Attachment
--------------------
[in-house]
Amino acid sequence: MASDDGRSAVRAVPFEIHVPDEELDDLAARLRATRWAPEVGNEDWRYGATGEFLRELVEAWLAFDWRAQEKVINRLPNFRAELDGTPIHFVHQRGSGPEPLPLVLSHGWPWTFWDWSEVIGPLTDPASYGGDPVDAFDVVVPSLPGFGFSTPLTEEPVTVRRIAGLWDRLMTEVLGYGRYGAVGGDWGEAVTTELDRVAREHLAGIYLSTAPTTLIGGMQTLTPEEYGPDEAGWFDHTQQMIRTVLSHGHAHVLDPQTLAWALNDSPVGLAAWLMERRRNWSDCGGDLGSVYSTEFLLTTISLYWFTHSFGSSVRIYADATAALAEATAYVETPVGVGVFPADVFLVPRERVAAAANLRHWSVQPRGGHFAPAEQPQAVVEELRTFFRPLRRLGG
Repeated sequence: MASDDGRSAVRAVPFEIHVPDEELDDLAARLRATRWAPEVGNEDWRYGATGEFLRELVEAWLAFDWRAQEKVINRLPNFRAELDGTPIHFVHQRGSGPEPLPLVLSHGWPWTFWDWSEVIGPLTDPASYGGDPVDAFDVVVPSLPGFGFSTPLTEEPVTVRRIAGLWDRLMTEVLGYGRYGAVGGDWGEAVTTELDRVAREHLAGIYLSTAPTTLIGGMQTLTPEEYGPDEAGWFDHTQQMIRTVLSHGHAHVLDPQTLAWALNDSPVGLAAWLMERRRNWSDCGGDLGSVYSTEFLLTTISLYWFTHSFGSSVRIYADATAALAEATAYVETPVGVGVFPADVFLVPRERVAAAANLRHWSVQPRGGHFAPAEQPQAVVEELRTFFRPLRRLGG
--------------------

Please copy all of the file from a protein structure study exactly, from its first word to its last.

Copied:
[in-house]
Amino acid sequence: MASDDGRSAVRAVPFEIHVPDEELDDLAARLRATRWAPEVGNEDWRYGATGEFLRELVEAWLAFDWRAQEKVINRLPNFRAELDGTPIHFVHQRGSGPEPLPLVLSHGWPWTFWDWSEVIGPLTDPASYGGDPVDAFDVVVPSLPGFGFSTPLTEEPVTVRRIAGLWDRLMTEVLGYGRYGAVGGDWGEAVTTELDRVAREHLAGIYLSTAPTTLIGGMQTLTPEEYGPDEAGWFDHTQQMIRTVLSHGHAHVLDPQTLAWALNDSPVGLAAWLMERRRNWSDCGGDLGSVYSTEFLLTTISLYWFTHSFGSSVRIYADATAALAEATAYVETPVGVGVFPADVFLVPRERVAAAANLRHWSVQPRGGHFAPAEQPQAVVEELRTFFRPLRRLGG
Repeated sequence: MASDDGRSAVRAVPFEIHVPDEELDDLAARLRATRWAPEVGNEDWRYGATGEFLRELVEAWLAFDWRAQEKVINRLPNFRAELDGTPIHFVHQRGSGPEPLPLVLSHGWPWTFWDWSEVIGPLTDPASYGGDPVDAFDVVVPSLPGFGFSTPLTEEPVTVRRIAGLWDRLMTEVLGYGRYGAVGGDWGEAVTTELDRVAREHLAGIYLSTAPTTLIGGMQTLTPEEYGPDEAGWFDHTQQMIRTVLSHGHAHVLDPQTLAWALNDSPVGLAAWLMERRRNWSDCGGDLGSVYSTEFLLTTISLYWFTHSFGSSVRIYADATAALAEATAYVETPVGVGVFPADVFLVPRERVAAAANLRHWSVQPRGGHFAPAEQPQAVVEELRTFFRPLRRLGG